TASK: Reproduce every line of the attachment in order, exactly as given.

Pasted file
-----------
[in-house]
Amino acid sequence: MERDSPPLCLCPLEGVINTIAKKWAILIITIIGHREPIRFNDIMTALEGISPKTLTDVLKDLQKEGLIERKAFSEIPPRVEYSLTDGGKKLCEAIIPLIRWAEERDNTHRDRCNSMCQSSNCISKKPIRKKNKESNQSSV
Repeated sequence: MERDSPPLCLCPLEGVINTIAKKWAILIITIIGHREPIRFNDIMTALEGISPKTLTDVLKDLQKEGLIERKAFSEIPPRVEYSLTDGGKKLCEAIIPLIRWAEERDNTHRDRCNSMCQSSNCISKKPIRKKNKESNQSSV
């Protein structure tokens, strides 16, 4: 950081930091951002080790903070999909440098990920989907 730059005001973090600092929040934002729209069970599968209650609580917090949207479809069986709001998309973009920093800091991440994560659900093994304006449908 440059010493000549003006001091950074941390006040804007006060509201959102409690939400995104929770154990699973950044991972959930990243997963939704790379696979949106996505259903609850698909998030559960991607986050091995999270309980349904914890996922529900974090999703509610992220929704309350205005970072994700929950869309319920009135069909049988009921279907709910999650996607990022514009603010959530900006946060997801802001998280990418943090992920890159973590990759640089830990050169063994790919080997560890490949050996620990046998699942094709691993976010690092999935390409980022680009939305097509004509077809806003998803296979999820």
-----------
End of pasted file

[in-house]
Amino acid sequence: MERDSPPLCLCPLEGVINTIAKKWAILIITIIGHREPIRFNDIMTALEGISPKTLTDVLKDLQKEGLIERKAFSEIPPRVEYSLTDGGKKLCEAIIPLIRWAEERDNTHRDRCNSMCQSSNCISKKPIRKKNKESNQSSV
Repeated sequence: MERDSPPLCLCPLEGVINTIAKKWAILIITIIGHREPIRFNDIMTALEGISPKTLTDVLKDLQKEGLIERKAFSEIPPRVEYSLTDGGKKLCEAIIPLIRWAEERDNTHRDRCNSMCQSSNCISKKPIRKKNKESNQSSV
């Protein structure tokens, strides 16, 4: 950081930091951002080790903070999909440098990920989907 730059005001973090600092929040934002729209069970599968209650609580917090949207479809069986709001998309973009920093800091991440994560659900093994304006449908 440059010493000549003006001091950074941390006040804007006060509201959102409690939400995104929770154990699973950044991972959930990243997963939704790379696979949106996505259903609850698909998030559960991607986050091995999270309980349904914890996922529900974090999703509610992220929704309350205005970072994700929950869309319920009135069909049988009921279907709910999650996607990022514009603010959530900006946060997801802001998280990418943090992920890159973590990759640089830990050169063994790919080997560890490949050996620990046998699942094709691993976010690092999935390409980022680009939305097509004509077809806003998803296979999820």